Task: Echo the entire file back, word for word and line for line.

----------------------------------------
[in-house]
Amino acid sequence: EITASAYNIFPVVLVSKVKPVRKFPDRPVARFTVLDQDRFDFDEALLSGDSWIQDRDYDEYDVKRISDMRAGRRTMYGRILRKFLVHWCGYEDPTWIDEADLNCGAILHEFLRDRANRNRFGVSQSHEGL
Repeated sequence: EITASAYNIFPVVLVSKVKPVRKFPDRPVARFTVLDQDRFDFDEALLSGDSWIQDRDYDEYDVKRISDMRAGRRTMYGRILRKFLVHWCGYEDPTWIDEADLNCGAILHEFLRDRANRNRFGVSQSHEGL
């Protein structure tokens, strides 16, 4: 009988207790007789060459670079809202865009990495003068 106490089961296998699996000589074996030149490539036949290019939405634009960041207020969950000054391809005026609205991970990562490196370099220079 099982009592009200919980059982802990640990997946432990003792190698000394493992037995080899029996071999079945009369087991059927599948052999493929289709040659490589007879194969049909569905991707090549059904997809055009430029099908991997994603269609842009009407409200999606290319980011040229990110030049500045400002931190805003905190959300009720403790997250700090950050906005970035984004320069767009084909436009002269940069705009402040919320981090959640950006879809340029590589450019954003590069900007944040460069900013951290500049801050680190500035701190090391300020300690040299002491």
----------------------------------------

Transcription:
[in-house]
Amino acid sequence: EITASAYNIFPVVLVSKVKPVRKFPDRPVARFTVLDQDRFDFDEALLSGDSWIQDRDYDEYDVKRISDMRAGRRTMYGRILRKFLVHWCGYEDPTWIDEADLNCGAILHEFLRDRANRNRFGVSQSHEGL
Repeated sequence: EITASAYNIFPVVLVSKVKPVRKFPDRPVARFTVLDQDRFDFDEALLSGDSWIQDRDYDEYDVKRISDMRAGRRTMYGRILRKFLVHWCGYEDPTWIDEADLNCGAILHEFLRDRANRNRFGVSQSHEGL
């Protein structure tokens, strides 16, 4: 009988207790007789060459670079809202865009990495003068 106490089961296998699996000589074996030149490539036949290019939405634009960041207020969950000054391809005026609205991970990562490196370099220079 099982009592009200919980059982802990640990997946432990003792190698000394493992037995080899029996071999079945009369087991059927599948052999493929289709040659490589007879194969049909569905991707090549059904997809055009430029099908991997994603269609842009009407409200999606290319980011040229990110030049500045400002931190805003905190959300009720403790997250700090950050906005970035984004320069767009084909436009002269940069705009402040919320981090959640950006879809340029590589450019954003590069900007944040460069900013951290500049801050680190500035701190090391300020300690040299002491």